On Tuesday and Wednesday of this week, we attended the National Association of Insurance Commissioners (NAIC) Cybersecurity Task Force Interim Meeting in Washington, D.C.  The meeting focused on the current draft of the Insurance Data Security Model Law, providing stakeholders an opportunity to comment before it moves to the next stage. This model law, which is intended to “establish the exclusive standards for data security and investigation, and notification of a breach of data security applicable to licensees,” was first released for public comment in early March.  While much of the conversation over the two days was focused on minor details regarding definitions, risk management requirements, and data breach notification requirements, the overall consensus was that the in some areas, the law is too broad, too prescriptive, or simply not possible to follow.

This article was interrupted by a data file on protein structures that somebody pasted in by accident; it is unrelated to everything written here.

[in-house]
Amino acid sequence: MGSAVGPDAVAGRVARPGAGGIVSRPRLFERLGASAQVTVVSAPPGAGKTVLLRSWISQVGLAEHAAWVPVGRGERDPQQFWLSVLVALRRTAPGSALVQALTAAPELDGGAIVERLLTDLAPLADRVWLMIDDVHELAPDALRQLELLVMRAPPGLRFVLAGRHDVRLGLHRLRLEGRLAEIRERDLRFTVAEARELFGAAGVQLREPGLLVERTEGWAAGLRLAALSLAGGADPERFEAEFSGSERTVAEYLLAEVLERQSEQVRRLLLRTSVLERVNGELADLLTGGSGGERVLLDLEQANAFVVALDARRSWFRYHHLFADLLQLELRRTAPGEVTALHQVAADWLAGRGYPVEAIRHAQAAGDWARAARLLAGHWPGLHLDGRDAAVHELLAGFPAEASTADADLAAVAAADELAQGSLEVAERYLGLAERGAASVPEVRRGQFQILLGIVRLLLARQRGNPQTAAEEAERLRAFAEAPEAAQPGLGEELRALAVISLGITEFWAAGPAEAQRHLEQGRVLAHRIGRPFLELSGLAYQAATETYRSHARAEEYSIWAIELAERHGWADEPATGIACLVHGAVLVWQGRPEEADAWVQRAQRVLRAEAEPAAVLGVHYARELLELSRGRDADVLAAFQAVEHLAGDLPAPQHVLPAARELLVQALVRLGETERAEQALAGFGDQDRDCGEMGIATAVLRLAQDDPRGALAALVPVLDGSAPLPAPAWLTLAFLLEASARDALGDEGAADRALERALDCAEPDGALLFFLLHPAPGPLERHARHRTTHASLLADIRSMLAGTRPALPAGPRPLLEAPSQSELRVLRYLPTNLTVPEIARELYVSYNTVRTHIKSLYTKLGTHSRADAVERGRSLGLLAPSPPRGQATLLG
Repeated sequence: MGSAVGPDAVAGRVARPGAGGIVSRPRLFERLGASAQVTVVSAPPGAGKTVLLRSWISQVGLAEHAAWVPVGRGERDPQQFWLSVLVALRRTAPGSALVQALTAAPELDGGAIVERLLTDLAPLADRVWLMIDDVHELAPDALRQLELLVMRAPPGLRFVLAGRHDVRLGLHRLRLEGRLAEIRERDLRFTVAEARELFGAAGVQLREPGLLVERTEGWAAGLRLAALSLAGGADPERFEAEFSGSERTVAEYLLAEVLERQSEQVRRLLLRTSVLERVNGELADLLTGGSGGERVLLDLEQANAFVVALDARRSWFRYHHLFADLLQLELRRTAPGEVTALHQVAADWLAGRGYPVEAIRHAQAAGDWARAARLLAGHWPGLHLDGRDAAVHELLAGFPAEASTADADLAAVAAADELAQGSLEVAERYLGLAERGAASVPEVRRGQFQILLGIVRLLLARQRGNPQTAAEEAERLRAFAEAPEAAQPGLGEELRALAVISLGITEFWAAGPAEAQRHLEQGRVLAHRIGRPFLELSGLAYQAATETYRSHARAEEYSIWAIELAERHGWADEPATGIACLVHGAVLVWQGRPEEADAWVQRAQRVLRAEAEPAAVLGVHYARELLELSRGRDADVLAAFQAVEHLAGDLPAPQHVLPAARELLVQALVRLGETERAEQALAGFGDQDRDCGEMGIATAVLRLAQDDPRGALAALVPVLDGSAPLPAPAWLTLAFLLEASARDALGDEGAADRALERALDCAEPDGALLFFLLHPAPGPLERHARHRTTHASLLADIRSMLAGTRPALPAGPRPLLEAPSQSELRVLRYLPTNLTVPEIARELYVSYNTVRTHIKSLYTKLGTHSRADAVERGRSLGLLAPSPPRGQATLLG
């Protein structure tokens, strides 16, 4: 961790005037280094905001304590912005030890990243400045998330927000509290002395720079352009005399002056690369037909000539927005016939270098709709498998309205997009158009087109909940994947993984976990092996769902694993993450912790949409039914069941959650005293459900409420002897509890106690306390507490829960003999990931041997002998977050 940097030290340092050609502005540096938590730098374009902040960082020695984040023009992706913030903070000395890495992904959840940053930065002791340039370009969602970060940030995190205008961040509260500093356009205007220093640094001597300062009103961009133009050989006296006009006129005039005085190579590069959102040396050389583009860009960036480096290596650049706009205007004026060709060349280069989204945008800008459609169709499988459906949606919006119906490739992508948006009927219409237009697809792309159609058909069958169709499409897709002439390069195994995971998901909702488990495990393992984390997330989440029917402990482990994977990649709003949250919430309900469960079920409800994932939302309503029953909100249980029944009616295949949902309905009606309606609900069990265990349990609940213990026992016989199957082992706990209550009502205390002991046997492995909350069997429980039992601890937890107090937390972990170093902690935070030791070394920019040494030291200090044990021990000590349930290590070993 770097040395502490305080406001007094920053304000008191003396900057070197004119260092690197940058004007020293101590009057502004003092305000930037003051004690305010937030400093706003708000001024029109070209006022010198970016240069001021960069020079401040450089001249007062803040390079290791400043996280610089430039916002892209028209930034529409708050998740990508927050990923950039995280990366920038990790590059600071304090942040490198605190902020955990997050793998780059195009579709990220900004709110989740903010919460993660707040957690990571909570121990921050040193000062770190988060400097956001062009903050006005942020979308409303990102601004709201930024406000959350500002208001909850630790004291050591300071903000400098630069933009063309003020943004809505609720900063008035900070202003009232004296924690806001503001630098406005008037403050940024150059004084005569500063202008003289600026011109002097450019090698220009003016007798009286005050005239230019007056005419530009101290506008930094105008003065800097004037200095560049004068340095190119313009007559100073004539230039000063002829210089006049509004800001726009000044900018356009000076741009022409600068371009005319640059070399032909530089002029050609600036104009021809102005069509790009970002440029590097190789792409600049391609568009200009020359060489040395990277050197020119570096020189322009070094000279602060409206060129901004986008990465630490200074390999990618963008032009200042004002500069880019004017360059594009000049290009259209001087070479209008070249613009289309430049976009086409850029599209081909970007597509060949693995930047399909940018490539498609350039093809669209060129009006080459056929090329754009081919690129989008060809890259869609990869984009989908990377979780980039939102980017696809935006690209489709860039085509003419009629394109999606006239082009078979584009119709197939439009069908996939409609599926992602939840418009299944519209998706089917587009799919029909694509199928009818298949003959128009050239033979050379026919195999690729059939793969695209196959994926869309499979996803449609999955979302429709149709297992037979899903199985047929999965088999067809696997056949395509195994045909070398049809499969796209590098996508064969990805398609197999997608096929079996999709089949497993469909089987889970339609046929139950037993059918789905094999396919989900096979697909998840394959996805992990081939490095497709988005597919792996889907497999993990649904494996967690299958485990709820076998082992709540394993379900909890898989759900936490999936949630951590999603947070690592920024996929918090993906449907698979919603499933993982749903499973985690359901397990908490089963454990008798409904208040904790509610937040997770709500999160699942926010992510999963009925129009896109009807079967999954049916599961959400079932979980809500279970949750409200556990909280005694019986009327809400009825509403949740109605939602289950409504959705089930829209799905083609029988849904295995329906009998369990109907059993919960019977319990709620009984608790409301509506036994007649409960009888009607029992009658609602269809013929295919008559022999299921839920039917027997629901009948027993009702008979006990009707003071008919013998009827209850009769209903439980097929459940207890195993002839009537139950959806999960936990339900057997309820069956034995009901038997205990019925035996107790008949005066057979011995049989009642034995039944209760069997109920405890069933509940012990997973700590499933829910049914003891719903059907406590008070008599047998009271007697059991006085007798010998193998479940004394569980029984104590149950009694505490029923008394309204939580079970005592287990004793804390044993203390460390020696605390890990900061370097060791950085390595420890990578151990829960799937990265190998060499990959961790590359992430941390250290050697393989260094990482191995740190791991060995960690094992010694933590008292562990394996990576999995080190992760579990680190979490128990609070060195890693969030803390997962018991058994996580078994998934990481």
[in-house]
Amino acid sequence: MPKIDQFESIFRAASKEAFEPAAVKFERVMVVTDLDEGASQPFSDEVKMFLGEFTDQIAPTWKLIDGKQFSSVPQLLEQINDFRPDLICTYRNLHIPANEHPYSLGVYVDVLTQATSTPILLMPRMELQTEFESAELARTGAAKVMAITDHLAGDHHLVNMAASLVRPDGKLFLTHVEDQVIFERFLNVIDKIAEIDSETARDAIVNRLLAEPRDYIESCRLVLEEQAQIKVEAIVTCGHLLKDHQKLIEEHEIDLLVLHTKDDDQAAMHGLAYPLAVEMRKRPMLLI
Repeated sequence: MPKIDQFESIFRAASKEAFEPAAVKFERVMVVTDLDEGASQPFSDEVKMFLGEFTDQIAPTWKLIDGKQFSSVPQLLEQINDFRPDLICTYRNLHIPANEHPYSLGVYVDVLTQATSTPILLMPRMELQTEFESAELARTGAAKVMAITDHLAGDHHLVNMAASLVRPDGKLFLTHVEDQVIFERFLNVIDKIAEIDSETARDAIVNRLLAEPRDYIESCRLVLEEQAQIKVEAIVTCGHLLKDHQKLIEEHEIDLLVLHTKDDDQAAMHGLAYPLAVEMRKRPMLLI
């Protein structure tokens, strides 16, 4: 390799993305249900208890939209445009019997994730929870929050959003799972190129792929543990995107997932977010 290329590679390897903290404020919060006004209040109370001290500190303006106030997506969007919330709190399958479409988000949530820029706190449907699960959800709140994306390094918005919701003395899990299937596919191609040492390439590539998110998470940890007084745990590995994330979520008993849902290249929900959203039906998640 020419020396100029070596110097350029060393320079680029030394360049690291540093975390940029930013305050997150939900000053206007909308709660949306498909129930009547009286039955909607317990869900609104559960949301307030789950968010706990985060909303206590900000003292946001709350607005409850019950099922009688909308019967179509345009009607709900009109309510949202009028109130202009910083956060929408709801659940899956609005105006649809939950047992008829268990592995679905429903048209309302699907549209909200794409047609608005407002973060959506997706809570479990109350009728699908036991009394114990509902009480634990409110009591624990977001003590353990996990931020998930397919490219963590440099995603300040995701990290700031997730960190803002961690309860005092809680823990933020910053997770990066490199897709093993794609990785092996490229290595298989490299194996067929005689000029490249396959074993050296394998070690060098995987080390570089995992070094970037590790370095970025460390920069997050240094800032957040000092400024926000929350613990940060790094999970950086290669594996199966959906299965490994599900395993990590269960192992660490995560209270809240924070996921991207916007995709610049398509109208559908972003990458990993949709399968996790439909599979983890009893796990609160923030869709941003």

One of the main areas of concern expressed during the meeting was the fear that, if enacted, this NAIC model would simply add another layer of compliance on the industry.  There are currently 47 different state data breach notification laws across the country, and many states have data security requirements in place, as well.  Moreover, there is talk of federal action on the issue, as well.  The NAIC’s intent is for the model to preempt other relevant state laws, but there is no guarantee that will happen – models rarely are enacted word-for-word, and this is a “hot” issue, with a great deal of interest from state attorneys general and others.  As for The Council, the broad concern is that an insurance specific approach, while appealing in theory, is not possible because this is an issue that crosses sectors.  We want to avoid multiple and duplicate requirements among the states.  Nonetheless, the NAIC process appears to be going relatively smoothly, and the timeline is fast, especially for the NAIC.  Comments on the current model law draft are due by next Friday, after which another draft will be released for review and comment.  While there is a lot more to come, the NAIC appears to be pushing hard to get the model prepared for adoption by the NAIC Cybersecurity Task Force’s August meeting in San Diego in August.

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